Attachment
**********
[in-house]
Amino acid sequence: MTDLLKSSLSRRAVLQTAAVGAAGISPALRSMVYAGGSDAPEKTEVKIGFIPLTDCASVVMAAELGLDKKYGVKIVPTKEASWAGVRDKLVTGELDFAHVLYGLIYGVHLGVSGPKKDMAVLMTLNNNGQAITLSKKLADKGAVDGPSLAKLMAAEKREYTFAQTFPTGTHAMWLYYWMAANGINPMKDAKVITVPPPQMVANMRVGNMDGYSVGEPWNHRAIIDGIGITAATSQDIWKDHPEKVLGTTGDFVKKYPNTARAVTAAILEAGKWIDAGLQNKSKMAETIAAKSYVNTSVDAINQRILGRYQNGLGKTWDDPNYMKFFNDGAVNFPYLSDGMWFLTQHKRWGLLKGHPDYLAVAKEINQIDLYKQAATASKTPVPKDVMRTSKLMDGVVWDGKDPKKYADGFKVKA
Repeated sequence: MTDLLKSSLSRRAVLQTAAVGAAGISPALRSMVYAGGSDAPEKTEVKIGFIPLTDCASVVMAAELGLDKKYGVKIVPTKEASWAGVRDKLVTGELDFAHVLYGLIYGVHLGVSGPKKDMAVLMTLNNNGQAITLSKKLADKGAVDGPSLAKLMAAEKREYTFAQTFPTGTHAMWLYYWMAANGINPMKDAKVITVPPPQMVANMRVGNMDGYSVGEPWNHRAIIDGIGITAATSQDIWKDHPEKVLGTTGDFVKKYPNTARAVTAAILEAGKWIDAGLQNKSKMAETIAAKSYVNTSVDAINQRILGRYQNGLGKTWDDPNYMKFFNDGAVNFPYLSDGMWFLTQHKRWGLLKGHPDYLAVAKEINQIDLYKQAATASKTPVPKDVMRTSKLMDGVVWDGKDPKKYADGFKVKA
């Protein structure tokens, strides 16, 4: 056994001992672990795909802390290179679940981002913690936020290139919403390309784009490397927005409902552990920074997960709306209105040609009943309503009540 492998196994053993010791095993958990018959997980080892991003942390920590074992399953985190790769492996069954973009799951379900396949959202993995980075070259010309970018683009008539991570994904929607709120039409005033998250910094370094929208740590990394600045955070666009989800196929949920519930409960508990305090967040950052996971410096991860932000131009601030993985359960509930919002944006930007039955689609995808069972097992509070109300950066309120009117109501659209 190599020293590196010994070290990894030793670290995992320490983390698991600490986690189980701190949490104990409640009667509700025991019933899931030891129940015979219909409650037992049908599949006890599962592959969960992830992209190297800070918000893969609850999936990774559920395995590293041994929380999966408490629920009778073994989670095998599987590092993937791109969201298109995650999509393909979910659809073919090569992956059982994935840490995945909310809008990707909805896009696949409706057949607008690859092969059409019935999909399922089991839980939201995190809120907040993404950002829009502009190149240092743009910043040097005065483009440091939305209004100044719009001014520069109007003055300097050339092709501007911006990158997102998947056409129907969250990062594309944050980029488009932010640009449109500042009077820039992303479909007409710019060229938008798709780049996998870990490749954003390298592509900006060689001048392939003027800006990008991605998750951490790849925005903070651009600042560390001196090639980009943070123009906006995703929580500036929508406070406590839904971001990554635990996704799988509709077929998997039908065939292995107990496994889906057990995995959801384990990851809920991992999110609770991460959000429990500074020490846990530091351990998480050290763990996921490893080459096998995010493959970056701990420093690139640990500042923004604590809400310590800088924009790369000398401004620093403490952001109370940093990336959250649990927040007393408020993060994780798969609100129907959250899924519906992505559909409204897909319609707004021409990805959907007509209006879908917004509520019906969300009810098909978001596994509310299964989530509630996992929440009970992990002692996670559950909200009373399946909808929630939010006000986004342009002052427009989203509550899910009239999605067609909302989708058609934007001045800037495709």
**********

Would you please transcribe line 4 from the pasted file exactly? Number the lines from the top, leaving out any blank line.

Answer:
């Protein structure tokens, strides 16, 4: 056994001992672990795909802390290179679940981002913690936020290139919403390309784009490397927005409902552990920074997960709306209105040609009943309503009540 492998196994053993010791095993958990018959997980080892991003942390920590074992399953985190790769492996069954973009799951379900396949959202993995980075070259010309970018683009008539991570994904929607709120039409005033998250910094370094929208740590990394600045955070666009989800196929949920519930409960508990305090967040950052996971410096991860932000131009601030993985359960509930919002944006930007039955689609995808069972097992509070109300950066309120009117109501659209 190599020293590196010994070290990894030793670290995992320490983390698991600490986690189980701190949490104990409640009667509700025991019933899931030891129940015979219909409650037992049908599949006890599962592959969960992830992209190297800070918000893969609850999936990774559920395995590293041994929380999966408490629920009778073994989670095998599987590092993937791109969201298109995650999509393909979910659809073919090569992956059982994935840490995945909310809008990707909805896009696949409706057949607008690859092969059409019935999909399922089991839980939201995190809120907040993404950002829009502009190149240092743009910043040097005065483009440091939305209004100044719009001014520069109007003055300097050339092709501007911006990158997102998947056409129907969250990062594309944050980029488009932010640009449109500042009077820039992303479909007409710019060229938008798709780049996998870990490749954003390298592509900006060689001048392939003027800006990008991605998750951490790849925005903070651009600042560390001196090639980009943070123009906006995703929580500036929508406070406590839904971001990554635990996704799988509709077929998997039908065939292995107990496994889906057990995995959801384990990851809920991992999110609770991460959000429990500074020490846990530091351990998480050290763990996921490893080459096998995010493959970056701990420093690139640990500042923004604590809400310590800088924009790369000398401004620093403490952001109370940093990336959250649990927040007393408020993060994780798969609100129907959250899924519906992505559909409204897909319609707004021409990805959907007509209006879908917004509520019906969300009810098909978001596994509310299964989530509630996992929440009970992990002692996670559950909200009373399946909808929630939010006000986004342009002052427009989203509550899910009239999605067609909302989708058609934007001045800037495709």